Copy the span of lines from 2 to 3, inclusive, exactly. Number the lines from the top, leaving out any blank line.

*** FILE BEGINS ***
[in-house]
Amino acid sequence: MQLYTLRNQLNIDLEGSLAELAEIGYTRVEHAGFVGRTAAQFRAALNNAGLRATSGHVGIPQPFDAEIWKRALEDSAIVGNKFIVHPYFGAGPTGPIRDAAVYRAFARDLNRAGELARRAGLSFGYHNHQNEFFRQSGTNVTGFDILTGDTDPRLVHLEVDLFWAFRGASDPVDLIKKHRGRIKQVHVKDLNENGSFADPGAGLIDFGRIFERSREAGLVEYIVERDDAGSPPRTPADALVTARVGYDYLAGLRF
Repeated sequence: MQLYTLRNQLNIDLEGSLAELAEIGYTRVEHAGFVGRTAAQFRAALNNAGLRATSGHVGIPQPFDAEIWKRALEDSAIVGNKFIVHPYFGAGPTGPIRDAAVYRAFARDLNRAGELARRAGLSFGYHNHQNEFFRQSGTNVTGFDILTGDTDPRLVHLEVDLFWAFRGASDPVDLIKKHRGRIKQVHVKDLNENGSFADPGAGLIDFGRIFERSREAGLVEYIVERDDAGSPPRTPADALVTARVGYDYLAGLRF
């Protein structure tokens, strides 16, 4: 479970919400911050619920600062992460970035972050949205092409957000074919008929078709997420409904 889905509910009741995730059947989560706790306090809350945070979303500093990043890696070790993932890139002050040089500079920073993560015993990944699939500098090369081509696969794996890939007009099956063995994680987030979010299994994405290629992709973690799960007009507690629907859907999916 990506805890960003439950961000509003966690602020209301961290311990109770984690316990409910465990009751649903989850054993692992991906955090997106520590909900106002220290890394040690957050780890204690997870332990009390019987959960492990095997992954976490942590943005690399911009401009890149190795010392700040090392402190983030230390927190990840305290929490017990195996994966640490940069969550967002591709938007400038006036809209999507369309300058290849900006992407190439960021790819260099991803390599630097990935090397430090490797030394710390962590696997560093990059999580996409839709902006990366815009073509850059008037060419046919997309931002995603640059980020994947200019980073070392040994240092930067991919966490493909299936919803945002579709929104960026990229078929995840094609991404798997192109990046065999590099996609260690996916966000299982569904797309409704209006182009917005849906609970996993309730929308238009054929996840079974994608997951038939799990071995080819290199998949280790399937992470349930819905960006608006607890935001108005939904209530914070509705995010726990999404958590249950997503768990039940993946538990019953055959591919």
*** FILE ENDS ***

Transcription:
Amino acid sequence: MQLYTLRNQLNIDLEGSLAELAEIGYTRVEHAGFVGRTAAQFRAALNNAGLRATSGHVGIPQPFDAEIWKRALEDSAIVGNKFIVHPYFGAGPTGPIRDAAVYRAFARDLNRAGELARRAGLSFGYHNHQNEFFRQSGTNVTGFDILTGDTDPRLVHLEVDLFWAFRGASDPVDLIKKHRGRIKQVHVKDLNENGSFADPGAGLIDFGRIFERSREAGLVEYIVERDDAGSPPRTPADALVTARVGYDYLAGLRF
Repeated sequence: MQLYTLRNQLNIDLEGSLAELAEIGYTRVEHAGFVGRTAAQFRAALNNAGLRATSGHVGIPQPFDAEIWKRALEDSAIVGNKFIVHPYFGAGPTGPIRDAAVYRAFARDLNRAGELARRAGLSFGYHNHQNEFFRQSGTNVTGFDILTGDTDPRLVHLEVDLFWAFRGASDPVDLIKKHRGRIKQVHVKDLNENGSFADPGAGLIDFGRIFERSREAGLVEYIVERDDAGSPPRTPADALVTARVGYDYLAGLRF